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Fertility in male medulloblastoma survivors: closing the gaps in counseling

Author(s): Nahata L | Yu RN | Dumont IP | Manley PE | Cohen LE

Journal: Clinical Oncology in Adolescents and Young Adults
ISSN 2230-2263

Volume: 2013;
Issue: default;
Start page: 89;
Date: 2013;
Original page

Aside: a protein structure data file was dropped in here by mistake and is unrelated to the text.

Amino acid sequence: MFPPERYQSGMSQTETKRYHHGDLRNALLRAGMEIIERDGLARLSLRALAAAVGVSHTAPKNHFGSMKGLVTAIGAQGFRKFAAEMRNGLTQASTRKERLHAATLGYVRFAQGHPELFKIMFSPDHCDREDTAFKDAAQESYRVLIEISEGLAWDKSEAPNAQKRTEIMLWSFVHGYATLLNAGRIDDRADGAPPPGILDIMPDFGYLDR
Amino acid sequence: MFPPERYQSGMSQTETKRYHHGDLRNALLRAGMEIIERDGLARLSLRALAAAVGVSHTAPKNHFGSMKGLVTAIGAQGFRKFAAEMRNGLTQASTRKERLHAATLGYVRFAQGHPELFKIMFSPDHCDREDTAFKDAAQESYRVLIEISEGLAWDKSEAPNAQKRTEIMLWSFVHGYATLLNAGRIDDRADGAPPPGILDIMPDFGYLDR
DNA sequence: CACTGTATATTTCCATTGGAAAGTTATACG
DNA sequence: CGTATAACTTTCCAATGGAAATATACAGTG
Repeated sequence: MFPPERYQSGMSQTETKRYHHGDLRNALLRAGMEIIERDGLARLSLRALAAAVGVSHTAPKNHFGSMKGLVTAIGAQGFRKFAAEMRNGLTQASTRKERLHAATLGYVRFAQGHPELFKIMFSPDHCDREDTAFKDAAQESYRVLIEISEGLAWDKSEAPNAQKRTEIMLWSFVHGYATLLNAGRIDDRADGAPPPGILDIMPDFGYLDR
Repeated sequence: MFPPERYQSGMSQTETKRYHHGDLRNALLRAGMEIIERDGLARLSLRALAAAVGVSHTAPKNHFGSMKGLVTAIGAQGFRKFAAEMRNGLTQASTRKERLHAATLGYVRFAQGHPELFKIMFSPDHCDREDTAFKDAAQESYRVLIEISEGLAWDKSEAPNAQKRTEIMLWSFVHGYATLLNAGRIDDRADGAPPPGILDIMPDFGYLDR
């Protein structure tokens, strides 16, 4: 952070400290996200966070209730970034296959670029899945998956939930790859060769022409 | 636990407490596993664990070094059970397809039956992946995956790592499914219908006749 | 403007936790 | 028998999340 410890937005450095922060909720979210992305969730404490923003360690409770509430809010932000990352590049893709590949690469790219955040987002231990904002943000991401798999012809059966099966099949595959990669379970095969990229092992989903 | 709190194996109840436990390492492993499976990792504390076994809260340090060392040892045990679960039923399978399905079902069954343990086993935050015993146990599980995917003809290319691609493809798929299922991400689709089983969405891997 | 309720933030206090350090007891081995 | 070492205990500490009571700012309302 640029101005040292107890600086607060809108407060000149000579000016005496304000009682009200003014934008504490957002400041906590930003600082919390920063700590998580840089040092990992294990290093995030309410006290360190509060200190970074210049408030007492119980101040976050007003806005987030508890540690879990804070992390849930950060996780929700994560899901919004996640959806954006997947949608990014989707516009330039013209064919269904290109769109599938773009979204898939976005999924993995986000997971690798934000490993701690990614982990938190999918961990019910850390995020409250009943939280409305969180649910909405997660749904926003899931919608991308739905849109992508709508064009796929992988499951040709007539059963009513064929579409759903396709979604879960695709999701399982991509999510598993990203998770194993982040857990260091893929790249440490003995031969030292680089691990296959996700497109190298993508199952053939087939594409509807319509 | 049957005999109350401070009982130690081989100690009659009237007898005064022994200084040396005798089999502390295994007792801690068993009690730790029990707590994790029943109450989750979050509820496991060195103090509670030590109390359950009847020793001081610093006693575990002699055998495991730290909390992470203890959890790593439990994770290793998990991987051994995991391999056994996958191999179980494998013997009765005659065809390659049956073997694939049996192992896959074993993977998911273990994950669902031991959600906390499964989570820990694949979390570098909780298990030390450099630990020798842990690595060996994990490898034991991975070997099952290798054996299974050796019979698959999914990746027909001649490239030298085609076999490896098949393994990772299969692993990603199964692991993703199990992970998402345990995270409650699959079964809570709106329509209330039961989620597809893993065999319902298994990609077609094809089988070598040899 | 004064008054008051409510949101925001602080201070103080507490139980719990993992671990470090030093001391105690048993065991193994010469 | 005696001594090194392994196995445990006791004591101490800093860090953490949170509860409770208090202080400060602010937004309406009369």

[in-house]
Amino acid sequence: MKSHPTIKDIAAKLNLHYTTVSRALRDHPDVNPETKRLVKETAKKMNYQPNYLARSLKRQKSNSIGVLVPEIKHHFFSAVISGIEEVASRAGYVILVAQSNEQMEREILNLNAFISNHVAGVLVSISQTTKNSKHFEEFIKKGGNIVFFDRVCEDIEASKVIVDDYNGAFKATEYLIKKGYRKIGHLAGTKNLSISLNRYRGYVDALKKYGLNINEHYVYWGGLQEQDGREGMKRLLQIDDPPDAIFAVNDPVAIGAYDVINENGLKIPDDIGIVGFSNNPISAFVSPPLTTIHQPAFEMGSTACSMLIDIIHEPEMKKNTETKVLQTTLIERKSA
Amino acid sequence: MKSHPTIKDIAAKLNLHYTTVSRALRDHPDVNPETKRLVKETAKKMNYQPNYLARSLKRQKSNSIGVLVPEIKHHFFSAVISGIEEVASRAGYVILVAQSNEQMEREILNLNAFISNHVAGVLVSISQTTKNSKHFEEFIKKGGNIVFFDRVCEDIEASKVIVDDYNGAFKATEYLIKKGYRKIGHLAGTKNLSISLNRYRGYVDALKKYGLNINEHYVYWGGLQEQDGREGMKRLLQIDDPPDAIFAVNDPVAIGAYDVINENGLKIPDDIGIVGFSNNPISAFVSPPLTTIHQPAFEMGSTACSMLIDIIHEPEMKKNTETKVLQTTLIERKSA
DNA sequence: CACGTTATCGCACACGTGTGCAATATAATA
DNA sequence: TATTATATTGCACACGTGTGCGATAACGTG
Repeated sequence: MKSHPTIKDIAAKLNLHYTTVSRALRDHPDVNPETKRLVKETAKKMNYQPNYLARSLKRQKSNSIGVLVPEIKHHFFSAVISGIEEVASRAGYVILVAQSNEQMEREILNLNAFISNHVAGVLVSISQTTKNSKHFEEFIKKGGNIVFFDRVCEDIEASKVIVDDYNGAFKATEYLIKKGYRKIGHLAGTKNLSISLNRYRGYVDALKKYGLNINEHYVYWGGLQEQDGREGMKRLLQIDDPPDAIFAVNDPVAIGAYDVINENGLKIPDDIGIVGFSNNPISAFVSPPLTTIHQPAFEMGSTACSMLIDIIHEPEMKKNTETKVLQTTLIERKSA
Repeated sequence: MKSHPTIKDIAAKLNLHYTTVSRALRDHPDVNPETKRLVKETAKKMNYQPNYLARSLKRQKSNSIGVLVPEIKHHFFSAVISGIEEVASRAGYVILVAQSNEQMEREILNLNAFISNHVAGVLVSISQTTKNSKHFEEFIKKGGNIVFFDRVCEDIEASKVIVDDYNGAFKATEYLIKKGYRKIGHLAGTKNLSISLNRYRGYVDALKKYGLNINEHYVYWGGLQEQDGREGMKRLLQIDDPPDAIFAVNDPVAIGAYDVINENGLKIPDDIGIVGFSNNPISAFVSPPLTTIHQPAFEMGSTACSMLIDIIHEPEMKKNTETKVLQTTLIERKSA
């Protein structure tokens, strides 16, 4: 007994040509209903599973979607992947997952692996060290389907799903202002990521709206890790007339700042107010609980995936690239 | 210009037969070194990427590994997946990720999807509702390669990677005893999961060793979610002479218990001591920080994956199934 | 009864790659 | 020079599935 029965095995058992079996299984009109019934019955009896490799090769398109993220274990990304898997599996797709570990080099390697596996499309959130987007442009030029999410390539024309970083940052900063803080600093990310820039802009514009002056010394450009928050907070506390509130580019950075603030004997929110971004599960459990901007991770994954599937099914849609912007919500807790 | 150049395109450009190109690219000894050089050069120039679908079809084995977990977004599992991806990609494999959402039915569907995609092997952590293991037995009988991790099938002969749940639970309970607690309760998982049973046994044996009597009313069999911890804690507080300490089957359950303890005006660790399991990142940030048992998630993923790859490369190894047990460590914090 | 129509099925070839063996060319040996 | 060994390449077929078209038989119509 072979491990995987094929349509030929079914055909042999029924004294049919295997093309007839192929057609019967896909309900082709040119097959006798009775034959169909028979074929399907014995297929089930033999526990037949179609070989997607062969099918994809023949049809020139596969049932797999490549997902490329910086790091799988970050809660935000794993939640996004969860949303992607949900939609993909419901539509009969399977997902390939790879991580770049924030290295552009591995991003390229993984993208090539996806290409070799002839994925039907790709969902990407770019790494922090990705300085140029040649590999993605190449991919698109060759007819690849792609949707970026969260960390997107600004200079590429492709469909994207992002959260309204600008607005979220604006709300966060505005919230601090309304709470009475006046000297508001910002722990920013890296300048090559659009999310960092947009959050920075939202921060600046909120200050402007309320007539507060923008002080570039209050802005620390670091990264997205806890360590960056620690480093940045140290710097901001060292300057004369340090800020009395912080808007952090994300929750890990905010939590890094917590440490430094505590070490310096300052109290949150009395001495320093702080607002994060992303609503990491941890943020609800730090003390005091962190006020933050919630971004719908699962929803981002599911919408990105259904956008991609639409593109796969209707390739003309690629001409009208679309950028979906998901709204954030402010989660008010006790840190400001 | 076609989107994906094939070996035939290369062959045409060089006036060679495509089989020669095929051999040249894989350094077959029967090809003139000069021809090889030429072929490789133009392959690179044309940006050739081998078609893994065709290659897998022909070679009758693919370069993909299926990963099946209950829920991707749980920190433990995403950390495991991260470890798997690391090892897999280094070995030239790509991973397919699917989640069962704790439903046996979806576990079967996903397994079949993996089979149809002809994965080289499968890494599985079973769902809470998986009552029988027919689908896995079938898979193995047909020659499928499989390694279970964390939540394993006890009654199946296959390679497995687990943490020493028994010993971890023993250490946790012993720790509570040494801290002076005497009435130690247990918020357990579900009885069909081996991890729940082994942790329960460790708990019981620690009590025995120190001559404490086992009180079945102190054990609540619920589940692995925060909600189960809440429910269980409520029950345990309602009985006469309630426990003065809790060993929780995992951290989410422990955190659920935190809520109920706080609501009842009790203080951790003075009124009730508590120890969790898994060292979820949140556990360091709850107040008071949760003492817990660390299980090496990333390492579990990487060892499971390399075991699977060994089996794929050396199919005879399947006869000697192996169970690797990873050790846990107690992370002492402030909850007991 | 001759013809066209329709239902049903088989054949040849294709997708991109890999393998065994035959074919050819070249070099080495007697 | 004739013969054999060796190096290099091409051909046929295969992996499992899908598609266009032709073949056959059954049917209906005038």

Leena Nahata,1 Richard N Yu,2 Ian P Dumont,3,4 Peter E Manley,3,4 Laurie E Cohen1,3,4 1Division of Endocrinology, 2Department of Urology, Department of Medicine, Boston Children's Hospital, 3Division of Hematology/Oncology, Department of Medicine, Boston Children's Hospital, 4Department of Pediatric Oncology, Dana-Farber Cancer Institute, Boston, MA, USA Background: Pediatric medulloblastoma patients have high survival rates and are at risk for treatment-related sequelae, including infertility, emphasizing the need for fertility counseling. This cohort is less likely to pursue higher education, marry, and live independently, which may impact fertility counseling. Our goal was to explore fertility-related concerns in medulloblastoma survivors and counseling practices among providers. Methods: This study was performed at the Dana-Farber/Children's Hospital Cancer Center in Boston, Massachusetts. Surveys were administered to male pediatric medulloblastoma survivors aged 18 years and older and pediatric neuro-oncology practitioners. Medical records were reviewed to determine treatment protocols and documentation of fertility counseling. Data analysis was descriptive. Results: Fourteen male medulloblastoma survivors and six neuro-oncology practitioners completed the study. All patients had received central nervous system irradiation and adjuvant chemotherapy with at least one alkylating agent. Five (83%) practitioners stated that they discussed fertility with all survivors at most visits. Eight (57%) medulloblastoma survivors stated that they had received fertility counseling at initial diagnosis. Six (43%) stated that fertility had been discussed since treatment had ended. The majority (>70%) of survivors reported a desire to have children and were open to learning more about their fertility status. Fertility counseling was documented in survivorship visits in only 46% of subjects. Conclusion: Most of our subjects had no documented fertility-related discussions after completing treatment and could not recall any fertility counseling during survivorship; the majority wished to learn more about their fertility status. This suggests that the frequency with which practitioners initiate these discussions may be inadequate. Keywords: infertility, fertility counseling, medulloblastoma, survivorship
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